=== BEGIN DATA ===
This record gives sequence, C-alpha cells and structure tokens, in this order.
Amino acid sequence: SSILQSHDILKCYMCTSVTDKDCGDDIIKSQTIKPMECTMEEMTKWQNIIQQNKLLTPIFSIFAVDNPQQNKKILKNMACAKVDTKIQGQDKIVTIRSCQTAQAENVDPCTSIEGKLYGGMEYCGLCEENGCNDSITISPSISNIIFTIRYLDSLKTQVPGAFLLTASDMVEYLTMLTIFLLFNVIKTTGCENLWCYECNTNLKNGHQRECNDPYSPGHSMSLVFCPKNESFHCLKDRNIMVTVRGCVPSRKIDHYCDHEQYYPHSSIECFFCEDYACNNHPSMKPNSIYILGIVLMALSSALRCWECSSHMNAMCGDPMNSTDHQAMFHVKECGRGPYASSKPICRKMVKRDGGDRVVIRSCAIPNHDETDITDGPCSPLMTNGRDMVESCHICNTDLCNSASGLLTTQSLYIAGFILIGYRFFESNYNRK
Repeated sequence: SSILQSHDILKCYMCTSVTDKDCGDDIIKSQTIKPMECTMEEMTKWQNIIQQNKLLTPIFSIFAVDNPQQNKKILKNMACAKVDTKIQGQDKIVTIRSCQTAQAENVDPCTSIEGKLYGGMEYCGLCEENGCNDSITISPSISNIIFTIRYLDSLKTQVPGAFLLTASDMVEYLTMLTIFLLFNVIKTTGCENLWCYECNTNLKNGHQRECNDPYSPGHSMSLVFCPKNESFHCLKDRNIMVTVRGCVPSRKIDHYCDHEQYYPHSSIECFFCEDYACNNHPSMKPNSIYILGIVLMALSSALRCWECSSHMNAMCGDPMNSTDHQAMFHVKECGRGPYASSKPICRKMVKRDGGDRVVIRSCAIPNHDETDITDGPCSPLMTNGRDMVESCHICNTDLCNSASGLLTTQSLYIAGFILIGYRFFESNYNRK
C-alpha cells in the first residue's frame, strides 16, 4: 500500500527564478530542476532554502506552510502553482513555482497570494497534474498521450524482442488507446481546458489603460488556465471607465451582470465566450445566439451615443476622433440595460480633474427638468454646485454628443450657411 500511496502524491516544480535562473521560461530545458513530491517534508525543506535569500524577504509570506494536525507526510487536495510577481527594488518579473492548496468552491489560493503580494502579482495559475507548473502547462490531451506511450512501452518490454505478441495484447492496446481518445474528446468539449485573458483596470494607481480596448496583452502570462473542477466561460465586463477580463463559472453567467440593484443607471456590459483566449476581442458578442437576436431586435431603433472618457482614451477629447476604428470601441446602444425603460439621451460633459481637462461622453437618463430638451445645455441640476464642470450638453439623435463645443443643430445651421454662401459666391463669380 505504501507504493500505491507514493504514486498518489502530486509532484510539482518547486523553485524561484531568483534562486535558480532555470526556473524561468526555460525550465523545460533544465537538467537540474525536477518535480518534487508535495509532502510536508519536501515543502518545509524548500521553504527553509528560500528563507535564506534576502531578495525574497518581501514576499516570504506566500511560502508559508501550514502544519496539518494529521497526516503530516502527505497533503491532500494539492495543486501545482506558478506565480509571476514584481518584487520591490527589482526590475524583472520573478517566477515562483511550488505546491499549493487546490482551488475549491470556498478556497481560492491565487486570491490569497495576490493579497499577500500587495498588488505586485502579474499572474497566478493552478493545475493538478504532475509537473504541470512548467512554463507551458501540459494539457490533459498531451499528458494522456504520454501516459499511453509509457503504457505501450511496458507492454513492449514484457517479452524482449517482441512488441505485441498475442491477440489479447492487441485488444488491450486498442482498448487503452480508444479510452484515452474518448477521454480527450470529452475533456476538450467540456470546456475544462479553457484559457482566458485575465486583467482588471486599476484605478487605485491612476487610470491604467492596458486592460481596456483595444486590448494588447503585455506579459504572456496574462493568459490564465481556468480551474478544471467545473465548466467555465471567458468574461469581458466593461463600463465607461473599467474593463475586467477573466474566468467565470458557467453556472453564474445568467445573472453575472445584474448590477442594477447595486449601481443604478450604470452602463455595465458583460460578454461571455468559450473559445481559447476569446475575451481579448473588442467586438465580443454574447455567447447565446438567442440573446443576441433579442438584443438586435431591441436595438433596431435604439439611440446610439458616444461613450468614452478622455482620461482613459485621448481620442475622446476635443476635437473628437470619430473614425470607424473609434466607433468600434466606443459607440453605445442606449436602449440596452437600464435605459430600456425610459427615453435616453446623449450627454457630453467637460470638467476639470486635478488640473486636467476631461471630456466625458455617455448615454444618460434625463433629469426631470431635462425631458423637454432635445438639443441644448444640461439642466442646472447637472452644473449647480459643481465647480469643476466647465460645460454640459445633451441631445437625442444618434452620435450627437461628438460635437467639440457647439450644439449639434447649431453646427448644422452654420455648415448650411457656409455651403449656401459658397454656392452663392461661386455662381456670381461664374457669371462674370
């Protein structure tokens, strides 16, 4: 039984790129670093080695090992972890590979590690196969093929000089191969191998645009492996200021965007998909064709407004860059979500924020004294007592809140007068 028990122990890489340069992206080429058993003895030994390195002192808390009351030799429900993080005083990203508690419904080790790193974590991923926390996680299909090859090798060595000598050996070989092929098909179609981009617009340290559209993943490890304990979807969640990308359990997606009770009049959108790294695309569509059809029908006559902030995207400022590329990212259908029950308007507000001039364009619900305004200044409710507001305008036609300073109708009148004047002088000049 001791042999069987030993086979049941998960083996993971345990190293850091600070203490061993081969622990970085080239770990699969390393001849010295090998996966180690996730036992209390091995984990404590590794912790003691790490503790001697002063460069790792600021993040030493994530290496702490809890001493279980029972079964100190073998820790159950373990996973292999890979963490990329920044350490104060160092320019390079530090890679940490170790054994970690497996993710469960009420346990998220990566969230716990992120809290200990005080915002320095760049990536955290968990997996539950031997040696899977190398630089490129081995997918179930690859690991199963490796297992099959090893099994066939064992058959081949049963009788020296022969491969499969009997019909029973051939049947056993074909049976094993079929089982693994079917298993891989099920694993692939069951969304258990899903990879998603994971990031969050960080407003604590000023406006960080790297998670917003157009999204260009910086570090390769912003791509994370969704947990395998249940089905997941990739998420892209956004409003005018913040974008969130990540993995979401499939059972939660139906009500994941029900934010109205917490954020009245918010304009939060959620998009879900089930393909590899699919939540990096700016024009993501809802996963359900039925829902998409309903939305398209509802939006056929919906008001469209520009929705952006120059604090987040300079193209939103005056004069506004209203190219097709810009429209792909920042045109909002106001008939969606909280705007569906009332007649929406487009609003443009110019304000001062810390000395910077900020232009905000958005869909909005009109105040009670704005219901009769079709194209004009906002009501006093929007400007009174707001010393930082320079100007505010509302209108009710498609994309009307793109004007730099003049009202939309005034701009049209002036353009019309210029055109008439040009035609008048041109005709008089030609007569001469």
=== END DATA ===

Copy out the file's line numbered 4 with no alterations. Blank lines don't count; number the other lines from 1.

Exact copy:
C-alpha cells in the first residue's frame, strides 16, 4: 500500500527564478530542476532554502506552510502553482513555482497570494497534474498521450524482442488507446481546458489603460488556465471607465451582470465566450445566439451615443476622433440595460480633474427638468454646485454628443450657411 500511496502524491516544480535562473521560461530545458513530491517534508525543506535569500524577504509570506494536525507526510487536495510577481527594488518579473492548496468552491489560493503580494502579482495559475507548473502547462490531451506511450512501452518490454505478441495484447492496446481518445474528446468539449485573458483596470494607481480596448496583452502570462473542477466561460465586463477580463463559472453567467440593484443607471456590459483566449476581442458578442437576436431586435431603433472618457482614451477629447476604428470601441446602444425603460439621451460633459481637462461622453437618463430638451445645455441640476464642470450638453439623435463645443443643430445651421454662401459666391463669380 505504501507504493500505491507514493504514486498518489502530486509532484510539482518547486523553485524561484531568483534562486535558480532555470526556473524561468526555460525550465523545460533544465537538467537540474525536477518535480518534487508535495509532502510536508519536501515543502518545509524548500521553504527553509528560500528563507535564506534576502531578495525574497518581501514576499516570504506566500511560502508559508501550514502544519496539518494529521497526516503530516502527505497533503491532500494539492495543486501545482506558478506565480509571476514584481518584487520591490527589482526590475524583472520573478517566477515562483511550488505546491499549493487546490482551488475549491470556498478556497481560492491565487486570491490569497495576490493579497499577500500587495498588488505586485502579474499572474497566478493552478493545475493538478504532475509537473504541470512548467512554463507551458501540459494539457490533459498531451499528458494522456504520454501516459499511453509509457503504457505501450511496458507492454513492449514484457517479452524482449517482441512488441505485441498475442491477440489479447492487441485488444488491450486498442482498448487503452480508444479510452484515452474518448477521454480527450470529452475533456476538450467540456470546456475544462479553457484559457482566458485575465486583467482588471486599476484605478487605485491612476487610470491604467492596458486592460481596456483595444486590448494588447503585455506579459504572456496574462493568459490564465481556468480551474478544471467545473465548466467555465471567458468574461469581458466593461463600463465607461473599467474593463475586467477573466474566468467565470458557467453556472453564474445568467445573472453575472445584474448590477442594477447595486449601481443604478450604470452602463455595465458583460460578454461571455468559450473559445481559447476569446475575451481579448473588442467586438465580443454574447455567447447565446438567442440573446443576441433579442438584443438586435431591441436595438433596431435604439439611440446610439458616444461613450468614452478622455482620461482613459485621448481620442475622446476635443476635437473628437470619430473614425470607424473609434466607433468600434466606443459607440453605445442606449436602449440596452437600464435605459430600456425610459427615453435616453446623449450627454457630453467637460470638467476639470486635478488640473486636467476631461471630456466625458455617455448615454444618460434625463433629469426631470431635462425631458423637454432635445438639443441644448444640461439642466442646472447637472452644473449647480459643481465647480469643476466647465460645460454640459445633451441631445437625442444618434452620435450627437461628438460635437467639440457647439450644439449639434447649431453646427448644422452654420455648415448650411457656409455651403449656401459658397454656392452663392461661386455662381456670381461664374457669371462674370